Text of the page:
To say that Kira Kelly's career began with a meeting at the frozen yogurt chain Pinkberry would discount years of hard work. But it didn't hurt that the meeting was with an Oscar nominee who just so happened to be a fellow black female director: Ava DuVernay. After all, it was the willingness of other talented women to lift her up that helped Kelly in a male-dominated industry. In a phone interview, she said DuVernay had seen her cinematography on documentaries and TV shows and wanted to hire her for a new project.
"Of course I knew who Ava was," says Kelly. "We followed each other on Twitter and Instagram, but I never expected to get an email from her assistant saying she was interested in meeting me."
When that project fell through, DuVernay brought Kelly on board for 13th. The opportunity to work on the documentary about the mass incarceration of black people in America came after years of paying her dues. As a young black woman, making it in Hollywood has required grit. Only after years of moving up through the ranks could she then become a sought-after cinematographer.
By the numbers
Of course, the journey has not been easy. Kelly admits that becoming a DP is a challenge for any woman, but especially so for a woman of color. According to the Center for the Study of Women in Television and Film at San Diego State University, 95% of the top 250 grossing films released in 2016 had no female cinematographers. The statistics for women occupying other high-level jobs behind the camera are almost as dismal. In that same year, the center reported that 93% of films had no female directors, 87% had no female writers, 66% had no female producers and 83% had no female editors.
The numbers for women of color working in the film industry are even smaller. In a study published by University of Southern California's Annenberg School for Communication and Journalism, only 53 of the 407 directors in charge of big-budget movies and TV shows released in 2014-2015 were people of color. Just two were black women — Ava DuVernay and Amma Asante.
Put another way, Kelly belongs to an elite group of women who have hustled hard to become Hollywood DPs. That hustle began before she even had her diploma in hand.
"When I was in film school at Northwestern, I couldn't have told you what a director or a DP did," says Kelly. "Then I found my way into the lighting department on this one shoot [while I was still in college.]"
After graduation she went into overdrive. With a camera in her hands, she practiced as often as she could.
"I kept shooting and kept shooting and moved back to New York," says Kelly.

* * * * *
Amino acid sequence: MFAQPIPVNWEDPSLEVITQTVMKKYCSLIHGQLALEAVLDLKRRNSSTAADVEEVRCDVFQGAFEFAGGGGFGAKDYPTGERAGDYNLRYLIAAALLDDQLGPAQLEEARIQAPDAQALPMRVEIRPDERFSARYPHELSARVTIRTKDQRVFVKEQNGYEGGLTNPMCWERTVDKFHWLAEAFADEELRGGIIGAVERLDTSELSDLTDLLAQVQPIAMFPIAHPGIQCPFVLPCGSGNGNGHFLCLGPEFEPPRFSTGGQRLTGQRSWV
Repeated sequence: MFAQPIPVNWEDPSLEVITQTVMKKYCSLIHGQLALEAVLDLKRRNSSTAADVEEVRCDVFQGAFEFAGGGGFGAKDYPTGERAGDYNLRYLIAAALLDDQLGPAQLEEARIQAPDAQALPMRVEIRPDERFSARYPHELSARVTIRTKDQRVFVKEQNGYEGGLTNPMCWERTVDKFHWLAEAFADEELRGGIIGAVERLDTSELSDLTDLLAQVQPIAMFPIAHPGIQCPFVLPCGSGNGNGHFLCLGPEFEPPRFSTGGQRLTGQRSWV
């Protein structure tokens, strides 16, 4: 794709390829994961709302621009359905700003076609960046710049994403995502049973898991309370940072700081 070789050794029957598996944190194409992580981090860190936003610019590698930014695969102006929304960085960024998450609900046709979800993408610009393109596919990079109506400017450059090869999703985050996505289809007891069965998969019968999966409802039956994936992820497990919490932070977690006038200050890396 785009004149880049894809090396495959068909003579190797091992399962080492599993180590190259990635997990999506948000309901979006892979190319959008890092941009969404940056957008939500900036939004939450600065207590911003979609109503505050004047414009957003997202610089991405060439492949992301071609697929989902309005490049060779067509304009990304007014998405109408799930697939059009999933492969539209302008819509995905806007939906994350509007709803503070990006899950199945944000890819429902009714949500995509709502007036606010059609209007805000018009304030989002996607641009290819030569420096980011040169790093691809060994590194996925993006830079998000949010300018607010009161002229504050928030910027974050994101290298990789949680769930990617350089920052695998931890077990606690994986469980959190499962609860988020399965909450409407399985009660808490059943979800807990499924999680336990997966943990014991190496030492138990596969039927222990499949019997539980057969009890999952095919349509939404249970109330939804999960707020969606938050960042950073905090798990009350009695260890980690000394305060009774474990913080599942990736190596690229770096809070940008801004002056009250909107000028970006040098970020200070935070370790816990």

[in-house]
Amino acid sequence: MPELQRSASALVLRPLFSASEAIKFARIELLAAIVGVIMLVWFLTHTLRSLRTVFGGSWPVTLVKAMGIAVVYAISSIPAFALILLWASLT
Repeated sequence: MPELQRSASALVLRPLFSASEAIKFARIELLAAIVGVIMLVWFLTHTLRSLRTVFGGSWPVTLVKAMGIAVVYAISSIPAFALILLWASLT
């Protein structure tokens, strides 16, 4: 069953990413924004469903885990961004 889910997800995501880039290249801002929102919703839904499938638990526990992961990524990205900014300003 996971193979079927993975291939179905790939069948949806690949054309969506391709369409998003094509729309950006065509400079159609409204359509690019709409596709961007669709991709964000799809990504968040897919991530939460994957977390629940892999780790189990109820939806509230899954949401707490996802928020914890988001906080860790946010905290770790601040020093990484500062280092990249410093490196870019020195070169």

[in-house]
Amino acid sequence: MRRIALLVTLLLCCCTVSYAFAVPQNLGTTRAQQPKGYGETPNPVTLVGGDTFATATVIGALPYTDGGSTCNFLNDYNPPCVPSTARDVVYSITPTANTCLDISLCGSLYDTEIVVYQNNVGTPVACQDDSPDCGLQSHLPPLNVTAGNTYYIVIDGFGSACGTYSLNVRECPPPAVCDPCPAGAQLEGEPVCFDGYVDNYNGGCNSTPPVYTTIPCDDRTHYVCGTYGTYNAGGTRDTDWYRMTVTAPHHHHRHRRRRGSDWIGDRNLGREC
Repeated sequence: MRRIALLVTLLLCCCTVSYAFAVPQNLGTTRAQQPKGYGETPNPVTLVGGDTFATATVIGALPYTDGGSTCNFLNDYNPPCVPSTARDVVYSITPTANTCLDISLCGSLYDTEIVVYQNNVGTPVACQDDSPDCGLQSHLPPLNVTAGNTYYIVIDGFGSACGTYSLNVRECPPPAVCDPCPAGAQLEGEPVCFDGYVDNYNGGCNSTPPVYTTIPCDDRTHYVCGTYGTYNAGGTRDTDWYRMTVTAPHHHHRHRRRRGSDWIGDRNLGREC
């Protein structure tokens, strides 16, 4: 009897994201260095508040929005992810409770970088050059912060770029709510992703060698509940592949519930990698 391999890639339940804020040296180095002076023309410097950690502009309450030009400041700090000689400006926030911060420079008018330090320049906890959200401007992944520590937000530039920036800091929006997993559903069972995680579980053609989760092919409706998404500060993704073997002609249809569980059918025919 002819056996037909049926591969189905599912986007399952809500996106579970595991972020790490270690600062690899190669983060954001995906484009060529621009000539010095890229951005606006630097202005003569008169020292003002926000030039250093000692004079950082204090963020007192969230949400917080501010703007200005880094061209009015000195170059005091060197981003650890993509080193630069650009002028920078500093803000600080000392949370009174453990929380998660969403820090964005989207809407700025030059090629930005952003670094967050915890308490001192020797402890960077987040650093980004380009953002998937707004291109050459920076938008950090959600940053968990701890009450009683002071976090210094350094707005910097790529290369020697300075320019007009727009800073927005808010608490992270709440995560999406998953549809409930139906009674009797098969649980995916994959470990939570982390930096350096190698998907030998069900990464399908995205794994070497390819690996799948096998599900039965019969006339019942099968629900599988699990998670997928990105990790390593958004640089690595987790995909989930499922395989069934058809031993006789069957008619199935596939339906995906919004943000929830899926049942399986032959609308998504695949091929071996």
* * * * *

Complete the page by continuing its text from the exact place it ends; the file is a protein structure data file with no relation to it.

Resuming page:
She added, "I started working non-union shoots in New York, as many as I could."
Find your tribe
Kelly didn't immediately get to call the shots as a director of photography. In fact, she didn't even start in the camera department. While working on the set of music videos, she began where many cinematographers-in-training do: in the electrical and lighting departments. She believes that the connections she made in those departments helped cement her career.
"I met the best boy electric, seriously the best best boy I ever worked with," says Kelly. (In film production, a best boy is the assistant to the gaffer or key grip in the electrical or lighting departments on set.) "She brought me on all these other shoots. Sometimes we were working full-on, all-women electrical teams."
However, that was not usually the case. The music video crews she worked on were mainly comprised of Black and Latino men.
"I didn't realize it at the time, that sometimes all the crews were all men. Other cases, all people of color. It was such a norm for me then. Maybe it was something different, but I don't think I really noticed the difference until I moved to LA," she says.
That's when she noticed a clear shift in the demographics of her co-workers. As Kelly ventured into Hollywood, she often found that she was the only black woman or the only woman of color on set. Instead of letting that fact intimidate her, she tried to find other women, especially women of color. She recommends that women who dream of becoming directors of photography or working other behind-the-camera jobs do the same.
"Find your tribe. Find people who support you," she says.
She admires DuVernay for "keeping the door open," as she puts it. She explained that with DuVernay's reputation and acclaim, the Oscar-nominated director could've stopped trying to elevate other women.
"She could've easily said she was done," says Kelly. "Instead, she asks, 'Who can I bring with me?'"
It's because of women like DuVernay (and though she was too modest to admit it, Kelly) that girls and young women can dream of working behind the camera.
"A young black girl suddenly sees she can become a director or a DP," says Kelly.
That's not to say that sexism and racism won't ever be concerns. Kelly remembers when her boss sent her up to a small, enclosed space to hang lights with a white male colleague she was meeting for the first time. He joked to Kelly's boss, "If you send her up with me, she'll come back down pregnant."
"In the years since then, I've come up with so many comebacks," she says. "But back then, I didn't say anything."
She adds that she doesn't think such blatant harassment happens so regularly today (at least not without someone getting fired). She also doesn't want such stories to discourage women from following their dreams.
"How do you fortify yourself? Protect yourself," says Kelly.